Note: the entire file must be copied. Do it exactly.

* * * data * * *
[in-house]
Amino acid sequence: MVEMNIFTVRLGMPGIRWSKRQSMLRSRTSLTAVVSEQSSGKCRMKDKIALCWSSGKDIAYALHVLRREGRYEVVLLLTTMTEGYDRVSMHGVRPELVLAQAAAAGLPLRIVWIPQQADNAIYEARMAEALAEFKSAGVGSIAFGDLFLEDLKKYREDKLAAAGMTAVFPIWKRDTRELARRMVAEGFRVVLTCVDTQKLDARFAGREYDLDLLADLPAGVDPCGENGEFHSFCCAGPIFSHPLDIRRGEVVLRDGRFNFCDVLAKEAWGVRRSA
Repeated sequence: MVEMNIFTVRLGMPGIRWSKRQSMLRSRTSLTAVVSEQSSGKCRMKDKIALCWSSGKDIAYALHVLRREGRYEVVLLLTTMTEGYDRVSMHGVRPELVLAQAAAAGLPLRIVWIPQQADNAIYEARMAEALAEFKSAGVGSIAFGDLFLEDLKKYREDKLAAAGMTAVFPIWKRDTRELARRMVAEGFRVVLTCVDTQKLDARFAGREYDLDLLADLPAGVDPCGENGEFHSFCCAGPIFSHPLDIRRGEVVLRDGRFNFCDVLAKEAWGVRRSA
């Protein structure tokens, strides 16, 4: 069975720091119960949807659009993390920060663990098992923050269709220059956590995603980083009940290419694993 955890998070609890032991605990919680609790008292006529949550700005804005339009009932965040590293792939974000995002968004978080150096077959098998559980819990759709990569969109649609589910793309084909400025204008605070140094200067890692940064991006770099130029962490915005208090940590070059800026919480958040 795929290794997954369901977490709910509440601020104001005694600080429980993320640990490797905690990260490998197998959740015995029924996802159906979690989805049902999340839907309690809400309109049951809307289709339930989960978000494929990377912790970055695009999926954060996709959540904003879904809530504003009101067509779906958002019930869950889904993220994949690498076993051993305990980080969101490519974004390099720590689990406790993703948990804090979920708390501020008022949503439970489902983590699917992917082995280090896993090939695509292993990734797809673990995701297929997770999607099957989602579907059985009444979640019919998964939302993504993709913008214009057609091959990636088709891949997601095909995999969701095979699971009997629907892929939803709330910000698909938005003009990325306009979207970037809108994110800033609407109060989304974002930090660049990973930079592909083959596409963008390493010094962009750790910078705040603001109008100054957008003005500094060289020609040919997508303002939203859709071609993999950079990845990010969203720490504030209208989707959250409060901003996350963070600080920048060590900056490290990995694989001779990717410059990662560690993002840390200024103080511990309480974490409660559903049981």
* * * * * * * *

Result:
[in-house]
Amino acid sequence: MVEMNIFTVRLGMPGIRWSKRQSMLRSRTSLTAVVSEQSSGKCRMKDKIALCWSSGKDIAYALHVLRREGRYEVVLLLTTMTEGYDRVSMHGVRPELVLAQAAAAGLPLRIVWIPQQADNAIYEARMAEALAEFKSAGVGSIAFGDLFLEDLKKYREDKLAAAGMTAVFPIWKRDTRELARRMVAEGFRVVLTCVDTQKLDARFAGREYDLDLLADLPAGVDPCGENGEFHSFCCAGPIFSHPLDIRRGEVVLRDGRFNFCDVLAKEAWGVRRSA
Repeated sequence: MVEMNIFTVRLGMPGIRWSKRQSMLRSRTSLTAVVSEQSSGKCRMKDKIALCWSSGKDIAYALHVLRREGRYEVVLLLTTMTEGYDRVSMHGVRPELVLAQAAAAGLPLRIVWIPQQADNAIYEARMAEALAEFKSAGVGSIAFGDLFLEDLKKYREDKLAAAGMTAVFPIWKRDTRELARRMVAEGFRVVLTCVDTQKLDARFAGREYDLDLLADLPAGVDPCGENGEFHSFCCAGPIFSHPLDIRRGEVVLRDGRFNFCDVLAKEAWGVRRSA
């Protein structure tokens, strides 16, 4: 069975720091119960949807659009993390920060663990098992923050269709220059956590995603980083009940290419694993 955890998070609890032991605990919680609790008292006529949550700005804005339009009932965040590293792939974000995002968004978080150096077959098998559980819990759709990569969109649609589910793309084909400025204008605070140094200067890692940064991006770099130029962490915005208090940590070059800026919480958040 795929290794997954369901977490709910509440601020104001005694600080429980993320640990490797905690990260490998197998959740015995029924996802159906979690989805049902999340839907309690809400309109049951809307289709339930989960978000494929990377912790970055695009999926954060996709959540904003879904809530504003009101067509779906958002019930869950889904993220994949690498076993051993305990980080969101490519974004390099720590689990406790993703948990804090979920708390501020008022949503439970489902983590699917992917082995280090896993090939695509292993990734797809673990995701297929997770999607099957989602579907059985009444979640019919998964939302993504993709913008214009057609091959990636088709891949997601095909995999969701095979699971009997629907892929939803709330910000698909938005003009990325306009979207970037809108994110800033609407109060989304974002930090660049990973930079592909083959596409963008390493010094962009750790910078705040603001109008100054957008003005500094060289020609040919997508303002939203859709071609993999950079990845990010969203720490504030209208989707959250409060901003996350963070600080920048060590900056490290990995694989001779990717410059990662560690993002840390200024103080511990309480974490409660559903049981």